What did atheism do to deserve this patronizing neglect?
In the power vacuum created by the decline of the western Church and in the battles waged against heretics by the more powerful theologians in the eastern empire (Byzantium, where the creeds would be written), the ecclesial victors stole the imagery of philosophy and decorated their God like a Christmas tree with attributes that had been, basically, speculative in Greek thought. It was all about light, truth, and wisdom–their own, primarily, metaphysically projected outward onto their new triune God.
The Christian church deserves some credit for this. Hardly a philosophical image is left unexploited: goodness, infinity and eternality, immutability, omniscience (a kind of cheat, but that’s complicated), beauty, love, symmetry and perfection. Their grab-bag of ornaments included smatterings, ripped out of context, from Plato, Plotinus and Porphyry and assorted other philosophers. While condemning “paganism” (and with it, in many cases–for example the second century writer Justin Martyr–their own classical educations), they found the biblicism of their own tradition intellectually weak and aesthetically defective. It would take another century or two to find cradle-Catholic theologians who could pass up the temptations of pagan philosophy because, by that time, the usable bits had been brought in under the roof of the church. There was hardly any light left outside.
At the other end of this transformation, let me be pretty blunt, the Bible was transformed from an uneven collection of stories, poems and prophecies into an icon–if not a relic–while “tradition”–a word that looks innocent enough but refers to the creation of doctrine (teaching) of biblical interpreters–won the day. The artifact of this process, by the way, is the popular “protestant” belief that Catholics don’t read (or know) the Bible. They didn’t need to: the Church knew it for them.
It took until the sixteenth century for a few adventurous spirits to take the book out of its jeweled casket to see if the Church was anything like the book said it should be. But by then the damage (if that’s what it was) had been done. Not only was the Church a lot more complicated, richer, and better dressed than the one in the New Testament, but its God didn’t look very much like the biblical God either. Frankly, however, the Reformers were not all that consistent: the God of the Bible had already been retired in creeds they defended from the fourth century–“God from God, light from light, true god from true god, one in substance with the Father”–when the bishops were speaking of a man named Jesus.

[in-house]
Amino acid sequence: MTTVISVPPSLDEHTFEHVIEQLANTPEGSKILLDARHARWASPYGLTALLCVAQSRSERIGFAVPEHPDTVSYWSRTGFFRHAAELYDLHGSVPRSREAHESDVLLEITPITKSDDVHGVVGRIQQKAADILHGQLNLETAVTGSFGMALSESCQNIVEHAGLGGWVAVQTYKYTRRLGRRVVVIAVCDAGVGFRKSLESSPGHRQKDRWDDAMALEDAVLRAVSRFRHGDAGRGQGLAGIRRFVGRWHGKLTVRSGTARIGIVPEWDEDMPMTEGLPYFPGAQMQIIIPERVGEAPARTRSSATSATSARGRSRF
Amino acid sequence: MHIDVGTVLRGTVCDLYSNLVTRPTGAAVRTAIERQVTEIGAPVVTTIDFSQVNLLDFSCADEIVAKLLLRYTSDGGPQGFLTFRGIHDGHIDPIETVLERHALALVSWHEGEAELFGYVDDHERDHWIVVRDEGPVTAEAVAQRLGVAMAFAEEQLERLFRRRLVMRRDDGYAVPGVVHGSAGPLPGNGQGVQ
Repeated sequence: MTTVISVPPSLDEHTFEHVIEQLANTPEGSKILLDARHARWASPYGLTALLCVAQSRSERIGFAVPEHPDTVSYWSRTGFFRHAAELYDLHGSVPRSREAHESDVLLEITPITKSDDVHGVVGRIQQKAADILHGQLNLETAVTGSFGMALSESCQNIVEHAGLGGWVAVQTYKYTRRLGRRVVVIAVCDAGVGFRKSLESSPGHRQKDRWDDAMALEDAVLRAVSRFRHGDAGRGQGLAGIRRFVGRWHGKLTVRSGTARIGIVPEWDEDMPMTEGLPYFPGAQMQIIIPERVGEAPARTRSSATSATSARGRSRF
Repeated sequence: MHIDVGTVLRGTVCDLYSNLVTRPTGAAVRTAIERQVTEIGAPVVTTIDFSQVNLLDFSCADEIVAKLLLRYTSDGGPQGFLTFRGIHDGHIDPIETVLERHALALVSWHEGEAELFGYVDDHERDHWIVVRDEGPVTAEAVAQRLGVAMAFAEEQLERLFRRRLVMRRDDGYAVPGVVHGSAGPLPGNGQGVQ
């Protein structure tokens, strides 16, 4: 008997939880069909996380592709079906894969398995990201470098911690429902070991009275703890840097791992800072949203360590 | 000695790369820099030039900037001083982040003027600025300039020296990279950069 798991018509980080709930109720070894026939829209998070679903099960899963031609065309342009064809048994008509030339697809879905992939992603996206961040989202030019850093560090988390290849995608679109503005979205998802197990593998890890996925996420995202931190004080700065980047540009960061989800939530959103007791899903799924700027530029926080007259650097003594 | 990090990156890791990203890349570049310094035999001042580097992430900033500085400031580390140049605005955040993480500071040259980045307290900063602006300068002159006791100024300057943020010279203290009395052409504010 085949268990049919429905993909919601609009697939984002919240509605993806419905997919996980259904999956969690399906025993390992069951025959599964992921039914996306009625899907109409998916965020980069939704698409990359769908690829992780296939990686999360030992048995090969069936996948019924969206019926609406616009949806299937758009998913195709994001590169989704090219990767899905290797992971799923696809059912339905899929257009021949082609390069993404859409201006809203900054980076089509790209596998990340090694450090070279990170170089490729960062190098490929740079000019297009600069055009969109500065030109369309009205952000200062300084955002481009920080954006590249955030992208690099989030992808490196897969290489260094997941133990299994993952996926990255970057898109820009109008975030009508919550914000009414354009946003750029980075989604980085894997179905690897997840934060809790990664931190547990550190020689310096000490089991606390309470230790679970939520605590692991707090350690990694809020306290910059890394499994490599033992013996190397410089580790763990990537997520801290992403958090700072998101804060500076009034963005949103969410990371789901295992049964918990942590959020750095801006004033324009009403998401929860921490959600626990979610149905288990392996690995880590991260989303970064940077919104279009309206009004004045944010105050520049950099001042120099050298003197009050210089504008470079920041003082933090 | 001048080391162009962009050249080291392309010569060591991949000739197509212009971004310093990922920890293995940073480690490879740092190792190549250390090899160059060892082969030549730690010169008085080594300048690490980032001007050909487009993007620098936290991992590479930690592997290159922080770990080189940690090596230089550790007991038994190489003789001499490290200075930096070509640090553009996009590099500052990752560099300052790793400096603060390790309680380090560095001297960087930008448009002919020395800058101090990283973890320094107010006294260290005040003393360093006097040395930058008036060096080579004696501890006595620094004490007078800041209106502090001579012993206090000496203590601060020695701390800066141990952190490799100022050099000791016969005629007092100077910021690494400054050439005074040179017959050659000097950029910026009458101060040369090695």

With so much light going to the orthodox, there wasn’t much left over for atheists. The creed I just quoted was barely thirty years old when Augustine was born, and even though he quotes massively from sacred scripture, the way he does it leaves no verse unturned, no verb unextrapolated and no simple noun standing in its rightful place. The church had begun to speak allegory, and that would remain its official idiom until nineteenth century protestant theologians added paradox to the tool kit.
Granted, it’s a bit late for atheists to worry about getting back the light that was stolen from philosophy: eleatics, Socratics, skeptics, stoics, epicureans and sophists, all with highly rationalistic if not (exactly) atheistic tendencies. The final nail in the crucifixion of this-worldly knowledge was the teaching that the wisdom of this world (that would include science) is darkness and folly, and that the “true light” is essentially a way beyond, a path to heaven charted by the church.
The word that would come to describe this light is faith (πίστις). And the key thing about faith is that the Church was thought to possess it and (along with grace) dispense it. It was the faith, not faith in a verbal sense as a kind of assent. Much later, the reformers would try to restore an older, and what they thought was a more biblical understanding of St Paul’s favorite word. But it was a quibble. Whoever or whatever possessed it, it was thought be superior to reason; whether you accessed it through a change of heart or through the sacraments, you did not access it in your head. You surrendered to it because you had no other choice.
This is a kind of final-strawism. Thomas Aquinas, as we all know, argued that God could be known through natural reason, to a point, and his five ways or arguments for God’s existence all seem superficially reasonable. But in the long run, the finer things about God–that he is all good, for example–can only be known by faith, because the world we live in is full of ugliness and sorrow and pain and seems to contradict the goodness of God, except as a sadist might define it. The light of truth comes shrouded in darkness. It is the duty of the church, he thought, to reveal it. “Ubi fides est, ratio fallitur.” Where reason fails, faith prevails.